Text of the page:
What Would a Change in Chinese Cotton Policy Mean?

What Would a Change in Chinese Cotton Policy Mean?

What’s more, cheaper prices would make cotton more attractive than synthetic competition to foreign mills. In the years that Chinese policy had artificially propped up cotton prices, the natural fiber has been losing market share to cheaper synthetic products like polyester. Nicosia estimates that cotton has lost some 7 million bales annually to synthetic fibers.

“The good news is that since 2011, (cotton’s market share in blends) actually is finally rising again,” Nicosia said. “And it’s rising higher than the trend line. But we’re way below the level of where we should be, and it’s going to take several years to recover.”


Ultimately, Nicosia said, demand is what cotton will need to draw back its monumental world cotton stocks.

“Today, with the 85 cents price that has existed in the world – that price level supports production in the world of about 115 to 120 million bales,” Nicosia said. “But we’re only using 110 million bales. So if everything stays the same, it’s still going to be two years before we can ever close the gap between our production and consumption surplus that currently exists.”

Current USDA projections for 2014/15 back up Nicosia’s assessment. Global production in the coming year is expected to top 117 million bales, while consumption is expected to hit 113-million bales, according to USDA. That four million bale surplus could once again carry global stocks over 100 million bales next year.

Fighting for Domestic Acreage

Although the international outlook is shaky, cotton remains an attractive option for farmers in the United States. Compared to traditional competitive crops like corn, peanuts and soybeans, Nicosia said cotton is competitive in the Mid-South while remaining the most attractive option in the Southeast and in Texas.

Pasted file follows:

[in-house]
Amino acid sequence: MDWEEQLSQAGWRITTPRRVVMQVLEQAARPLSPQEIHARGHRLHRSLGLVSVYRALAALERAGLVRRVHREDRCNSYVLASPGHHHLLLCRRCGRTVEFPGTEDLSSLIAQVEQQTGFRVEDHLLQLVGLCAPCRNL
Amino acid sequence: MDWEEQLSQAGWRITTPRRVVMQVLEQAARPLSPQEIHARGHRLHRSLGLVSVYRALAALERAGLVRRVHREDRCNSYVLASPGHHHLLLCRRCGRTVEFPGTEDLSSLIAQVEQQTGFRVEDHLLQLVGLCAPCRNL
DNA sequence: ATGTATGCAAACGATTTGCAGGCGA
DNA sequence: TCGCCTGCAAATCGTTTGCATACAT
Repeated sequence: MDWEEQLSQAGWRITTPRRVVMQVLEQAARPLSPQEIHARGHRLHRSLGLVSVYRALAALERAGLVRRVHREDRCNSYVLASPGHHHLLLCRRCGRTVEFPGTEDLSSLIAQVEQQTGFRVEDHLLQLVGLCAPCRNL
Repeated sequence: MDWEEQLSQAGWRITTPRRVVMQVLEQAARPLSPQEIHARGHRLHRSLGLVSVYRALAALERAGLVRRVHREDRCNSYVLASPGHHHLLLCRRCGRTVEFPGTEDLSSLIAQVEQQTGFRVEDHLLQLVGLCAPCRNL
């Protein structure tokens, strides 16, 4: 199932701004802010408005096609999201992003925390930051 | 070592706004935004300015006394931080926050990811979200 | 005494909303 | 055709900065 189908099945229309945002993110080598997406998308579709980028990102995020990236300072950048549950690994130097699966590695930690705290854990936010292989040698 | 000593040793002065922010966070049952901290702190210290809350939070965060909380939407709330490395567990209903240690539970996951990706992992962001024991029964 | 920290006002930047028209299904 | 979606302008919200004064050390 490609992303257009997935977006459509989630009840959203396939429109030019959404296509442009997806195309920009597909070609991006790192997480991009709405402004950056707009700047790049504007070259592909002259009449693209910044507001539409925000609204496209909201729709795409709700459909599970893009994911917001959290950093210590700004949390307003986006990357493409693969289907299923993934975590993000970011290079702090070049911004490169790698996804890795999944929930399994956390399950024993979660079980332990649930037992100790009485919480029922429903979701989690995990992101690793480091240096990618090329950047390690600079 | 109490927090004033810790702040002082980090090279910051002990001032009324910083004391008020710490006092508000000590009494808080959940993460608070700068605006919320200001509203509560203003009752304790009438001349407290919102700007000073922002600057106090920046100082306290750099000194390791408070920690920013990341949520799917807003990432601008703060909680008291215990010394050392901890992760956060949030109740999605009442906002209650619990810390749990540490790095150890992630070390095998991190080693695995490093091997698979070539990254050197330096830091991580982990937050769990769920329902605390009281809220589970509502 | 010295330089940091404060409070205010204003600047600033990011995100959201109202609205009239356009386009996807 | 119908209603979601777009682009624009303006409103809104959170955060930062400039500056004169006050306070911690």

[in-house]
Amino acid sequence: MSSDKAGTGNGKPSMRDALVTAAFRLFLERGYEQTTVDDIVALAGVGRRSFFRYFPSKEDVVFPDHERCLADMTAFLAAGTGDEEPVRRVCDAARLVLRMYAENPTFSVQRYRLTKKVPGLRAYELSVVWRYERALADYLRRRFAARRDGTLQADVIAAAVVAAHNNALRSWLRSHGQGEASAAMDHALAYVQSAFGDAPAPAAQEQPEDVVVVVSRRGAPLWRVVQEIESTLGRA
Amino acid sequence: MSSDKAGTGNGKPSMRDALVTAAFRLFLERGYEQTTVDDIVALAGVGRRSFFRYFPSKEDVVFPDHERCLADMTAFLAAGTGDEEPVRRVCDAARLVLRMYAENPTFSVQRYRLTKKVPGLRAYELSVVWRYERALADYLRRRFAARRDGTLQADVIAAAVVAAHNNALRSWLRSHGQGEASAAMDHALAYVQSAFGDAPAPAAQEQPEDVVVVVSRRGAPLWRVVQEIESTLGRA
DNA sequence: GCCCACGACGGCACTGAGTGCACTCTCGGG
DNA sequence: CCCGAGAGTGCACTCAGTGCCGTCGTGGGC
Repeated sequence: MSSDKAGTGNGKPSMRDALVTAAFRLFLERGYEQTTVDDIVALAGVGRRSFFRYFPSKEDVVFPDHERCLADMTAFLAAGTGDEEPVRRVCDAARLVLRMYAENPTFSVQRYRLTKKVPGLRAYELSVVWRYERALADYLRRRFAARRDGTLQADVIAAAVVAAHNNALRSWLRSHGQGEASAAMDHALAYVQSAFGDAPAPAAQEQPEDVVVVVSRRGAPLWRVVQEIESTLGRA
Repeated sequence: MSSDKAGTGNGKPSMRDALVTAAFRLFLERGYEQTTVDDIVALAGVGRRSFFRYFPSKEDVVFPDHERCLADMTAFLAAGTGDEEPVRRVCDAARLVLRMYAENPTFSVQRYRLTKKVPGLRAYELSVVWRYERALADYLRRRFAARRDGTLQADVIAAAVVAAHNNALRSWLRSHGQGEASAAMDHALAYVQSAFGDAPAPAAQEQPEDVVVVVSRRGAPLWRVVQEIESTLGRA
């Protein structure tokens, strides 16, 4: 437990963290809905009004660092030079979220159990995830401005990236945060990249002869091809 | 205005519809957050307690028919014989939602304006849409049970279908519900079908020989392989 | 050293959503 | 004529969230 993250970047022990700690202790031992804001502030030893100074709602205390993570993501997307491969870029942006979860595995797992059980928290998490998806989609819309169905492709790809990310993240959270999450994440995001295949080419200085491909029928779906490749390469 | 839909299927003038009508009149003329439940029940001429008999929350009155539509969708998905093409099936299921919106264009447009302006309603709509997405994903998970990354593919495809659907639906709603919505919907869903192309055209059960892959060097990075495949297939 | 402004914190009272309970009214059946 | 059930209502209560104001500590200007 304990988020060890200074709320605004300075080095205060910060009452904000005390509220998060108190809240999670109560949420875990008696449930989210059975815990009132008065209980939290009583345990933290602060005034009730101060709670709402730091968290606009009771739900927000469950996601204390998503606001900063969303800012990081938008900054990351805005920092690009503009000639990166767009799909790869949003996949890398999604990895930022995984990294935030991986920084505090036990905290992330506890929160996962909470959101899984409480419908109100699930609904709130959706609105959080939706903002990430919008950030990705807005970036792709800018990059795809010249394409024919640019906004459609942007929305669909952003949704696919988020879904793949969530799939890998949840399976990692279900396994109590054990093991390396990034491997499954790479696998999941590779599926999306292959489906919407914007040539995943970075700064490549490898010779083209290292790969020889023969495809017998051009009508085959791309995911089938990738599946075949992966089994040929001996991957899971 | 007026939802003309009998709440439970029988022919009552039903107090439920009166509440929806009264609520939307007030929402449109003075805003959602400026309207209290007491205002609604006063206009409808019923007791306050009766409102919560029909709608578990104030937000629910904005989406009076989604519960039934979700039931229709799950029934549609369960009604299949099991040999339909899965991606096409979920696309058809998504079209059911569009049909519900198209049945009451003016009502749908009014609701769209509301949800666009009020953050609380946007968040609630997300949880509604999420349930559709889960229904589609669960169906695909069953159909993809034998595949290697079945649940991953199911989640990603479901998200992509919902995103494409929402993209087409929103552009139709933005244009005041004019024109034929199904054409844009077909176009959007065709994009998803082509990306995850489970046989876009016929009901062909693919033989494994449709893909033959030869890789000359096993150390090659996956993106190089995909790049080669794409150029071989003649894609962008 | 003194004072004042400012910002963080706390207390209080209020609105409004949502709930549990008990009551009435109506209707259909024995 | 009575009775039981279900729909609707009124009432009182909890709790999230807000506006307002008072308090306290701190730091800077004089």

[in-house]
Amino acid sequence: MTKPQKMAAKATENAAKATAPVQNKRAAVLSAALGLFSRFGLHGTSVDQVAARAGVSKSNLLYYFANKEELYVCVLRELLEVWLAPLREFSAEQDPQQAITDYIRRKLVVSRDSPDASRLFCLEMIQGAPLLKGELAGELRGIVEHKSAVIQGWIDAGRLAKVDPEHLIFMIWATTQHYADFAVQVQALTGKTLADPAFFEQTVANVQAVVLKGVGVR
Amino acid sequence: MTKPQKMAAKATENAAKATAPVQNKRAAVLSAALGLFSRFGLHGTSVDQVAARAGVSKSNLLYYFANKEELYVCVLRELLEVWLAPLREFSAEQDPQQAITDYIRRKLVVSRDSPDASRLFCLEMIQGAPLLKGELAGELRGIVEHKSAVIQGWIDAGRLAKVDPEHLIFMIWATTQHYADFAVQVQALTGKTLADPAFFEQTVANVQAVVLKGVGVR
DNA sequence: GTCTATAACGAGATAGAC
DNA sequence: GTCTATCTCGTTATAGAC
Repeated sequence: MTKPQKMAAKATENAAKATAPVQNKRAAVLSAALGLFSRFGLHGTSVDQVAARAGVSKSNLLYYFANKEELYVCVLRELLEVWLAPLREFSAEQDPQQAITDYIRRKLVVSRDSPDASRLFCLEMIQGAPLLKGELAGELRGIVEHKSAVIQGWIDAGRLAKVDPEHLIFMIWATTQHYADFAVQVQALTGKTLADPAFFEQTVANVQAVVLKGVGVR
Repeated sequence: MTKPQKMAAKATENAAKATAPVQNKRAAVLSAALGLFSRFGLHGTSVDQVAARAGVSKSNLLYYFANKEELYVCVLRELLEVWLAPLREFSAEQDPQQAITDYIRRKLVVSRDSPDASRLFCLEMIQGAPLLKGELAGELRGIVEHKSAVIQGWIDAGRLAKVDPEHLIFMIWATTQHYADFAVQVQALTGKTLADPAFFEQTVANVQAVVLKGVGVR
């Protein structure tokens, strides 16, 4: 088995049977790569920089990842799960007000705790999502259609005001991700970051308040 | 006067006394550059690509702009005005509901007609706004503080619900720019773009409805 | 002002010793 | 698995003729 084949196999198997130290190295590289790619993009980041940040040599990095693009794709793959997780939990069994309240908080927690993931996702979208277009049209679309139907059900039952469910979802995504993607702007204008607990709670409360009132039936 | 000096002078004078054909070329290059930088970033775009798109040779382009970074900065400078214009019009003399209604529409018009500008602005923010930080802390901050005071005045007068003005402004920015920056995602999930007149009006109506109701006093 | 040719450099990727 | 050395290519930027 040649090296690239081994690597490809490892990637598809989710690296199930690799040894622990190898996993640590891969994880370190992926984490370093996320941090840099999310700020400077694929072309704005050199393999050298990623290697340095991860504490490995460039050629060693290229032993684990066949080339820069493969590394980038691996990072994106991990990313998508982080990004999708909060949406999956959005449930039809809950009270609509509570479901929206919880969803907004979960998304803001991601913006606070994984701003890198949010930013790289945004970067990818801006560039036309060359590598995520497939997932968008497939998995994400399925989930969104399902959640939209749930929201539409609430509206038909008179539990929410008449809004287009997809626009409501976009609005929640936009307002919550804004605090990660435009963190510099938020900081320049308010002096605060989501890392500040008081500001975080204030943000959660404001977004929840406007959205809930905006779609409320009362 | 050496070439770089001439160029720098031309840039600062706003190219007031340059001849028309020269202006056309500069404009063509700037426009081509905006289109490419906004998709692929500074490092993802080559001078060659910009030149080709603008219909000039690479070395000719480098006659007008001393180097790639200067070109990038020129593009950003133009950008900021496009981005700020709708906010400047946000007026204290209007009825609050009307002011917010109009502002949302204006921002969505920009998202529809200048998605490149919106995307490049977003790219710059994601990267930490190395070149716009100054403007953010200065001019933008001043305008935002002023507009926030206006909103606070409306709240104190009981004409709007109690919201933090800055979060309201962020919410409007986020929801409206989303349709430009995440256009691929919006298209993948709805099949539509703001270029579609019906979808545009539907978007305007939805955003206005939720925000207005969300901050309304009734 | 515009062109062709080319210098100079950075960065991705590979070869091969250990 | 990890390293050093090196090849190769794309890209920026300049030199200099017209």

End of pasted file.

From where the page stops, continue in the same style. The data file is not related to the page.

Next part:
As more U.S. growers opt to plant cotton in 2014, Nicosia is urging them to pay close attention to the factors shaping the cotton market. Specifically, growers should note the current gulf between old crop and new crop prices.

“At new crop, we think prices are pretty attractive near 80 cents,” Nicosia said. “We find it will be a hard time to sustain prices in new crop over 80 cents with two caveats. One is that if the China policy remains to hold all those stocks, then the world will remain to feel tight. Two, is obviously weather.

“The one thing I would encourage you on is to be careful of the inverse,” Nicosia said. “July/December is 10 cents today, and what inverses are telling you is that cotton is worth less in the future. So be careful that you don’t hold any inventory that you have this year through that inverse, because if so, that’s a surefire loss.”

Current consumption and production trends could put U.S. carryover stocks somewhere between 1.5 and 3.7 million bales in 2014/15, according to Nicosia. The difference in those two numbers “is about 25 cents difference in price.”

Reminding growers of the importance China plays in global cotton, Nicosia points at Chinese demand for U.S. cotton as the most important factor in new crop cotton prices – by a wide margin.